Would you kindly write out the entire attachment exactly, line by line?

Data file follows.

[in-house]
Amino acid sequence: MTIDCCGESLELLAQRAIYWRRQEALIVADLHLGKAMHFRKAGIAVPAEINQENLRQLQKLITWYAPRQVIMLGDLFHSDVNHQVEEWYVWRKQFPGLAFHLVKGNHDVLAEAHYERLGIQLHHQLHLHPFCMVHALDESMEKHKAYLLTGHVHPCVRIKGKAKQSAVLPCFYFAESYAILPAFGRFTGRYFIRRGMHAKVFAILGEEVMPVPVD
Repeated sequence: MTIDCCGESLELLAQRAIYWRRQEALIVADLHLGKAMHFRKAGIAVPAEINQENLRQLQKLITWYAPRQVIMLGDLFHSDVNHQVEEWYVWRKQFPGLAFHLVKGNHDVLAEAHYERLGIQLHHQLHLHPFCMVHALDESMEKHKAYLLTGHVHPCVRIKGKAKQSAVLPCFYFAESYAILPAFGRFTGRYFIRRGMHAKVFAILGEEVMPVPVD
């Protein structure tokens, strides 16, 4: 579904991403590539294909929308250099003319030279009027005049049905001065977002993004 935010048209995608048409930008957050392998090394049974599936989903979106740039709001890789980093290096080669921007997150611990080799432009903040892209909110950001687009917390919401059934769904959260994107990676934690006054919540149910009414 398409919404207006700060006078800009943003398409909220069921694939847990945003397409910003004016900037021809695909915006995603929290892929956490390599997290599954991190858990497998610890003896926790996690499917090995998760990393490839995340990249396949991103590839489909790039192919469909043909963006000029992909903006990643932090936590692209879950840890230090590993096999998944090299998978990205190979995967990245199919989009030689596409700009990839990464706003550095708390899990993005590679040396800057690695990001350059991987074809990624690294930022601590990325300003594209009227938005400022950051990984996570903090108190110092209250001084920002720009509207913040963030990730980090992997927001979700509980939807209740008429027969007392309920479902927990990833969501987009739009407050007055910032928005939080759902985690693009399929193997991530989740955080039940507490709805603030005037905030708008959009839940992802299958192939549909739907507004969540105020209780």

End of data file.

[in-house]
Amino acid sequence: MTIDCCGESLELLAQRAIYWRRQEALIVADLHLGKAMHFRKAGIAVPAEINQENLRQLQKLITWYAPRQVIMLGDLFHSDVNHQVEEWYVWRKQFPGLAFHLVKGNHDVLAEAHYERLGIQLHHQLHLHPFCMVHALDESMEKHKAYLLTGHVHPCVRIKGKAKQSAVLPCFYFAESYAILPAFGRFTGRYFIRRGMHAKVFAILGEEVMPVPVD
Repeated sequence: MTIDCCGESLELLAQRAIYWRRQEALIVADLHLGKAMHFRKAGIAVPAEINQENLRQLQKLITWYAPRQVIMLGDLFHSDVNHQVEEWYVWRKQFPGLAFHLVKGNHDVLAEAHYERLGIQLHHQLHLHPFCMVHALDESMEKHKAYLLTGHVHPCVRIKGKAKQSAVLPCFYFAESYAILPAFGRFTGRYFIRRGMHAKVFAILGEEVMPVPVD
């Protein structure tokens, strides 16, 4: 579904991403590539294909929308250099003319030279009027005049049905001065977002993004 935010048209995608048409930008957050392998090394049974599936989903979106740039709001890789980093290096080669921007997150611990080799432009903040892209909110950001687009917390919401059934769904959260994107990676934690006054919540149910009414 398409919404207006700060006078800009943003398409909220069921694939847990945003397409910003004016900037021809695909915006995603929290892929956490390599997290599954991190858990497998610890003896926790996690499917090995998760990393490839995340990249396949991103590839489909790039192919469909043909963006000029992909903006990643932090936590692209879950840890230090590993096999998944090299998978990205190979995967990245199919989009030689596409700009990839990464706003550095708390899990993005590679040396800057690695990001350059991987074809990624690294930022601590990325300003594209009227938005400022950051990984996570903090108190110092209250001084920002720009509207913040963030990730980090992997927001979700509980939807209740008429027969007392309920479902927990990833969501987009739009407050007055910032928005939080759902985690693009399929193997991530989740955080039940507490709805603030005037905030708008959009839940992802299958192939549909739907507004969540105020209780």